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Hungary violating international law in response to migration crisis: Zeid

Hungarian version

GENEVA (17 September 2015) – UN High Commissioner for Human Rights Zeid Ra’ad Al Hussein on Thursday said he was appalled at the recent actions and attitudes displayed by the Hungarian Government and authorities in relation to refugees and migrants, and also urged European institutions to resolve their impasse and take firm action to respond to the crisis in Hungary and elsewhere.

“The images of women and young children being assaulted with tear gas and water cannons at Hungary’s border with Serbia were truly shocking,” Zeid said. “I am appalled at the callous, and in some cases illegal, actions of the Hungarian authorities in recent days, which include denying entry to, arresting, summarily rejecting and returning refugees, using disproportionate force on migrants and refugees, as well as reportedly assaulting journalists and seizing video documentation. Some of these actions amount to clear violations of international law.* ”    

The Hungarian Government has just finished building a fence on its border to Serbia and closed the border crossings, while a new law criminalizing irregular entry into Hungary came into effect on Tuesday. Hungary has reportedly already begun returning refugees to Serbia, following very summary proceedings. The Government is also talking of building more fences along its other borders with Romania and Croatia.

On Monday, Hungarian Prime Minister Viktor Orbán defended the measures by saying that they concerned “defending European lifestyles,” contrasting this with Islam. High Commissioner Zeid deplored the xenophobic and anti-Muslim views that appear to lie at the heart of current Hungarian Government policy, and which were reflected in a blatantly xenophobic Government poster campaign earlier in the year.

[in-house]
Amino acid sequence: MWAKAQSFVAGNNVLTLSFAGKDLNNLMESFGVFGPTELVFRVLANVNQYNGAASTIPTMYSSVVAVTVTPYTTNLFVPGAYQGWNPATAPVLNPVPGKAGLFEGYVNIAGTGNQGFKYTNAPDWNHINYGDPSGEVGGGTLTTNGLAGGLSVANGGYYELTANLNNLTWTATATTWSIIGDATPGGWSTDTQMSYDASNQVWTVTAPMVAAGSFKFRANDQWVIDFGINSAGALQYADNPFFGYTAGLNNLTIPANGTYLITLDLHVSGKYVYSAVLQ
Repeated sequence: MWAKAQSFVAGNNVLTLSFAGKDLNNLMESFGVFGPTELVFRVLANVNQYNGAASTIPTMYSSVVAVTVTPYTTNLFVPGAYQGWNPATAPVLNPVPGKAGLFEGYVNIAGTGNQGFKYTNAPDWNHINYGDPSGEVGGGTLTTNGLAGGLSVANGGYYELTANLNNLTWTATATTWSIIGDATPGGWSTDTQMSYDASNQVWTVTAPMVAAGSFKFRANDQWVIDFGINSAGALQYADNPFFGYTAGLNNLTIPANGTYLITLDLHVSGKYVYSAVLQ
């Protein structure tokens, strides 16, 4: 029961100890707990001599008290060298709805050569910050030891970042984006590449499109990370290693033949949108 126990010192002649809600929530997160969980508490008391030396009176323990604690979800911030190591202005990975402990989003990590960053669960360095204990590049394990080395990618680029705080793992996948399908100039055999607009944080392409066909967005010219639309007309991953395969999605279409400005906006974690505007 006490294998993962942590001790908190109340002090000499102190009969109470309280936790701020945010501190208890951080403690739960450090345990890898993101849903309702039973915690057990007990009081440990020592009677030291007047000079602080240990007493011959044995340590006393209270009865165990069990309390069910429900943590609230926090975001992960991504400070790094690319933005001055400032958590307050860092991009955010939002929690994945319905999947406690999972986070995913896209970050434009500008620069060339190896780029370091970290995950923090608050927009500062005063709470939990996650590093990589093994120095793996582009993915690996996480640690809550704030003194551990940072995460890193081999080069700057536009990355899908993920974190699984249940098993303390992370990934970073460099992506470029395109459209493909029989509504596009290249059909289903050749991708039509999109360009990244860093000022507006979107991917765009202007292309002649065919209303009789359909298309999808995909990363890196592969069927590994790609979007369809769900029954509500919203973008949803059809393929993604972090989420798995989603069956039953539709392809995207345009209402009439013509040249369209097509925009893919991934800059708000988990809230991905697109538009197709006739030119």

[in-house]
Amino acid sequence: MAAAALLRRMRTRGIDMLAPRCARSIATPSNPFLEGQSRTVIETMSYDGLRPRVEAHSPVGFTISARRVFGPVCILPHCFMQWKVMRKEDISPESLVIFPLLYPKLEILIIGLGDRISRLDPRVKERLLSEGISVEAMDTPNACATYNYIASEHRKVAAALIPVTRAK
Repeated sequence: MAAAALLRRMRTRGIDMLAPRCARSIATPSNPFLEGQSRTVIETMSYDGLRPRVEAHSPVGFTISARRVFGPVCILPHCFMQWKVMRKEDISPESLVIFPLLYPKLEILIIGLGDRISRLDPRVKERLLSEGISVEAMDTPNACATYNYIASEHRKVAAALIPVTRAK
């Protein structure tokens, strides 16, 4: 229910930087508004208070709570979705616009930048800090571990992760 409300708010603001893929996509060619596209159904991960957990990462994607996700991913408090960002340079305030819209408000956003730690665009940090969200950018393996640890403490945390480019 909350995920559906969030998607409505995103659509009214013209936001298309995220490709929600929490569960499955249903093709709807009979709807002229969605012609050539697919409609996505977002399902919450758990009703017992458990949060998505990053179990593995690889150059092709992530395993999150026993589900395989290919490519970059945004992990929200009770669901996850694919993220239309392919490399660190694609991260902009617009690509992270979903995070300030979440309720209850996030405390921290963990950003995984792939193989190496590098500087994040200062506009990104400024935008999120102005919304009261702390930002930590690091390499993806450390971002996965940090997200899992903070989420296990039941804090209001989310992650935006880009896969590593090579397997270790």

“The package of measures brought in overnight between Monday to Tuesday is incompatible with the human rights commitments binding on Hungary,” the High Commissioner said. “This is an entirely unacceptable infringement of the human rights of refugees and migrants. Seeking asylum is not a crime, and neither is entering a country irregularly.”

“Many have made harrowing sea journeys to avoid other border fences,” Zeid added.

“They have put themselves at the mercy of smugglers because they had no other option to escape from war and misery. Other avenues for entry – including resettlement programs as well as regular migration channels – were simply not there. I am extremely concerned at the repeated failures of the European Union to agree firm and principled action to respond to the crisis in Hungary and elsewhere. Current events highlight the urgent need for bolder and more human-rights driven migration and asylum policies in Europe.”


*Relevant international treaties include the International Covenant on Civil and Political Rights, the 1951 Refugee Convention and the Convention Against Torture.

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